Ruptured Graphic Narrative as a Tool for Intersectional Knowledge: Chicana and Japanese Iconographies in “Flies on the Ceiling” and Skim.
Ph.D. student in Comparative Literature and Visual Studies at Penn State
This paper was meant to be a longer study regarding moments of rupture in graphic narrative, and how those moments open a space for intersectional aspects of the narrative to surface. By rupture, I mean moments in which the conventional linearity and sequentiality of comics is momentarily abandoned, or moments in which seemingly decorative but actually meaningful elements disrupt the page. If conventional comics are a woven pattern of panels and gutters, these moments are ruptures through which the spun fibers are visible for a moment. The knit fabric of the page reveals the twists of a gendered life, of an ethnic lineage, or a distant culture. By reading the graphic novel Skim by Canadian Japanese authors Mariko Tamaki and Jillian Tamaki, and the comic “Flies on the Ceiling,” by Chicano author Jaime Hernández this paper discusses how the language of comics may illustrate alternative epistemologies or women’s epistemologies as coded in non-linear languages. Scott McCloud has named some of the techniques featured in these comics as “aspect to aspect” transitions, or “non sequitur.” Thierry Groensteen in turn has referred to how arthrosis may replace sequentiality in narrative moments of this kind. In line with McCloud’s and Groensteen’s formal language, I start from the premise that these works are conveying alternative ways of knowing that may seem unstructured from the point of view of logic and sequentiality. The comics illustrate a kind of alterity that concentrates on moments of intersectional tension in the lives of their women protagonists. In these moments, the artists introduce iconographic references that stress the close connection between these women’s gender/sexuality and their ethnic backgrounds.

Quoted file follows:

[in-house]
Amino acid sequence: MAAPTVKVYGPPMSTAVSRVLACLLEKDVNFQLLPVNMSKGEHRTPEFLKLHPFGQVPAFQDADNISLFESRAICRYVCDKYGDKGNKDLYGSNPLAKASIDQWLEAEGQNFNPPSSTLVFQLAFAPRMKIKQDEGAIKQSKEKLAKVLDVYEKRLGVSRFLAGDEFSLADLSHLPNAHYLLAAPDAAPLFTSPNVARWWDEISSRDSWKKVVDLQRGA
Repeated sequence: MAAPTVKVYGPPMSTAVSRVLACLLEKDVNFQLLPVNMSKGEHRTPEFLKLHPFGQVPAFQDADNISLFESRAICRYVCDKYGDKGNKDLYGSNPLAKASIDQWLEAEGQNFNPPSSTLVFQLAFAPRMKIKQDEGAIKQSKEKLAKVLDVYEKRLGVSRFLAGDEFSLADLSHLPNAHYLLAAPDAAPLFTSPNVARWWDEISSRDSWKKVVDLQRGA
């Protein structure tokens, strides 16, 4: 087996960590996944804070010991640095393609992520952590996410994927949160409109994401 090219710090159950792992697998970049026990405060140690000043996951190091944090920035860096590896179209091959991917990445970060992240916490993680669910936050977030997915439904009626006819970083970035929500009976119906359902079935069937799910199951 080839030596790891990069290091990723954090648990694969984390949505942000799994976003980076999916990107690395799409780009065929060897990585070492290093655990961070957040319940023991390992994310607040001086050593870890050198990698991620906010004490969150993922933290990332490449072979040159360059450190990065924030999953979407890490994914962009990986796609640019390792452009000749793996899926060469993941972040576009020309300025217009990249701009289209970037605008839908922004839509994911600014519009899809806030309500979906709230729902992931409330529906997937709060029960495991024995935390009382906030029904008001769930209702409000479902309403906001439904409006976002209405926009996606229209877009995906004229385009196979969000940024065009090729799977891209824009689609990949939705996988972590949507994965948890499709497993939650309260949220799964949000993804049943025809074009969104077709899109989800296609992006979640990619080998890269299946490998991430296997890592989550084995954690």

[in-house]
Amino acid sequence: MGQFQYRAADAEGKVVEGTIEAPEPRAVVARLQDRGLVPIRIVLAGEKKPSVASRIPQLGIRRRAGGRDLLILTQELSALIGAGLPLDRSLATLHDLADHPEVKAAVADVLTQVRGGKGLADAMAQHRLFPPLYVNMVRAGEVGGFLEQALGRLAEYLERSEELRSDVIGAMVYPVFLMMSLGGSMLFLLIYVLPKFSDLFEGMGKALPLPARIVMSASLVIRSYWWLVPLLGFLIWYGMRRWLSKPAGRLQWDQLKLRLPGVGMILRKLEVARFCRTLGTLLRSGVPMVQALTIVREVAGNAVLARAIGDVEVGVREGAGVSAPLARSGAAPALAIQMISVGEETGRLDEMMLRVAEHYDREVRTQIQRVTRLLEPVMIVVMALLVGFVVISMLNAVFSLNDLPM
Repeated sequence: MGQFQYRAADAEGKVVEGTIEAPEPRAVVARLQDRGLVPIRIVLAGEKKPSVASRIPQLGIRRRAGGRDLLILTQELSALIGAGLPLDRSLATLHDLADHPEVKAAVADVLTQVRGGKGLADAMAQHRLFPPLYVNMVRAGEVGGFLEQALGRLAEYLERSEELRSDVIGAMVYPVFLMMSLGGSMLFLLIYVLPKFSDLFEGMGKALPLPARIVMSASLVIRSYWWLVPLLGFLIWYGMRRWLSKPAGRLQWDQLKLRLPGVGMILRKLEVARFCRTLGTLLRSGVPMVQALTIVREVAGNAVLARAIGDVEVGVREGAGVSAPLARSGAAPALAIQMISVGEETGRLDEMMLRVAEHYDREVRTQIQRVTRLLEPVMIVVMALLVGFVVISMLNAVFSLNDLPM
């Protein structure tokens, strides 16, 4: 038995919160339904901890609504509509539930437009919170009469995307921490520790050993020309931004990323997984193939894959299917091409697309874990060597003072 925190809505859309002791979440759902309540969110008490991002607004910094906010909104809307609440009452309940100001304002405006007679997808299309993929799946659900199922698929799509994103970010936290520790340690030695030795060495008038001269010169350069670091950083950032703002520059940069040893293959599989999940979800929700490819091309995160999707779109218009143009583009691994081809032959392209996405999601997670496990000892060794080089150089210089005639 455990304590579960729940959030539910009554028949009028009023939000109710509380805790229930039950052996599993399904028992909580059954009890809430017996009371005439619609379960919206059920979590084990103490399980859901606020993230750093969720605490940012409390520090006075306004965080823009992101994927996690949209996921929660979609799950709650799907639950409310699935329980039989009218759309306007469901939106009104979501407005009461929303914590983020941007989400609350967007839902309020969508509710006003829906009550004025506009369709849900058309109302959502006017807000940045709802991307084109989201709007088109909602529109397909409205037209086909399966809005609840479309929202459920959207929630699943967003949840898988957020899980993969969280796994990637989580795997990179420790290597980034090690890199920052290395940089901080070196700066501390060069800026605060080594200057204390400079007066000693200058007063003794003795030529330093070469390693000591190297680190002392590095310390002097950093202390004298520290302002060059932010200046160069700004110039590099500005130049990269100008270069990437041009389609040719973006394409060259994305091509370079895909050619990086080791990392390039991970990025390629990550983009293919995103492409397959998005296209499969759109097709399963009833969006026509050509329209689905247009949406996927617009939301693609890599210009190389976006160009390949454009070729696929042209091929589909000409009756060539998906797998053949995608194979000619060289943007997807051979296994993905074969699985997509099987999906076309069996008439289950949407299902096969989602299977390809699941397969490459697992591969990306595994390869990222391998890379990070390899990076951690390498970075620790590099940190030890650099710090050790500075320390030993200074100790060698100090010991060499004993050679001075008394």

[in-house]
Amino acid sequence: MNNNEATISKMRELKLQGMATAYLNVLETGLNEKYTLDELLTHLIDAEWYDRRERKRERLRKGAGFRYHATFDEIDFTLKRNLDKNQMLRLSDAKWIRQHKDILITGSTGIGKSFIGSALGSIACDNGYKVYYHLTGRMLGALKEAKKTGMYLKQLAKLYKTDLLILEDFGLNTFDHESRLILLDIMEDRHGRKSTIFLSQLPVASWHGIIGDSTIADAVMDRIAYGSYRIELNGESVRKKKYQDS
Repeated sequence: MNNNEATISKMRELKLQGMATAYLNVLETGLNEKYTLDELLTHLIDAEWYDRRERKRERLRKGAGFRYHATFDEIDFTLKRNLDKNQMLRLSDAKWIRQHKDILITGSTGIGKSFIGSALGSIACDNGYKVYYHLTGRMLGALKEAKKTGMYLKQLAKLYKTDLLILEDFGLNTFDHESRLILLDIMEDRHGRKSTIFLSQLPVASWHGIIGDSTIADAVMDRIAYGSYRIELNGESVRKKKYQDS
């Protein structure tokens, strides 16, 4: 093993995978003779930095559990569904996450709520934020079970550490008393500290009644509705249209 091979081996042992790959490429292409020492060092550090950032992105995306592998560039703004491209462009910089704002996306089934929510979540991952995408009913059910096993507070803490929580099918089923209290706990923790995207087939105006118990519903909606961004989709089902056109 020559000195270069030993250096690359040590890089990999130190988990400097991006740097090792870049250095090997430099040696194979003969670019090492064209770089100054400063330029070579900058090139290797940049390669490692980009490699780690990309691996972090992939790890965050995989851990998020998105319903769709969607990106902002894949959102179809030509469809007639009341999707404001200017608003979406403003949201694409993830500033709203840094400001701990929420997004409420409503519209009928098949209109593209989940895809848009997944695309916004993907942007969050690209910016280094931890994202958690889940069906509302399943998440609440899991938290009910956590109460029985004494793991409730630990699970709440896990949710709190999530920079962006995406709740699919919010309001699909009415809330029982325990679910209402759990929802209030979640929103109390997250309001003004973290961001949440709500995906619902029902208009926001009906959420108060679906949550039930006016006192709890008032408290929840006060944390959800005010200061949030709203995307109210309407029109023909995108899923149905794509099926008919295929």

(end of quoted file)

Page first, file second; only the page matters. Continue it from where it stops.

Skim, by Mariko and Jillian Tamaki, has several references that intermittently focalize the story through premodern and modern Japanese culture and literature. Contextualizing these tropes in Japanese women’s culture, one may read Skim as a story about complex forms of female homosociality rather than lesbianism as understood in the West. There is, for example, the drawing of Kim, the protagonist, as a premodern Japanese beauty –her face framed by straight black hair, her eyebrows small, her cheeks full and her mouth tiny and delicate. At multiple times, her face evokes an otafuku mask (a theatre prop that in turn relates to an 8th-century female deity who lures goddess Amaterasu to come out of a cave –as per Nara period mythology). Pages 48 and 73 show Kim as a floating otafuku against a black background. Her location obeys no paneling and no divisions. Her face floats like a Japanese mask through the page as she works through unpleasant emotions. The sequence is ruptured, the page becomes fluid, and so readers access the protagonist’s inner realm. In these and other floaty moments where sequentiality seems suspended, Kim is shown struggling to find comfort or happiness in her relationships; her social world affected by a pained interiority. Kim may not be the charming dancer capable of captivating a goddess. But she is empathetic to other women’s complex emotions –to their grief, their disappointment, their growth. The melodramatic tone of Skim’s girl-girl connections resonates with S-kankei literature from the early twentieth century, which thematizes intense relationships between—rarely sexual, albeit zealous and passionate. Understanding this and other examples of rupture and culturally specific nuances of Skim’s imagery may interiorize readers into the realm of Japanese girls’ love and intimacy beyond the limited scope of Western homosexuality.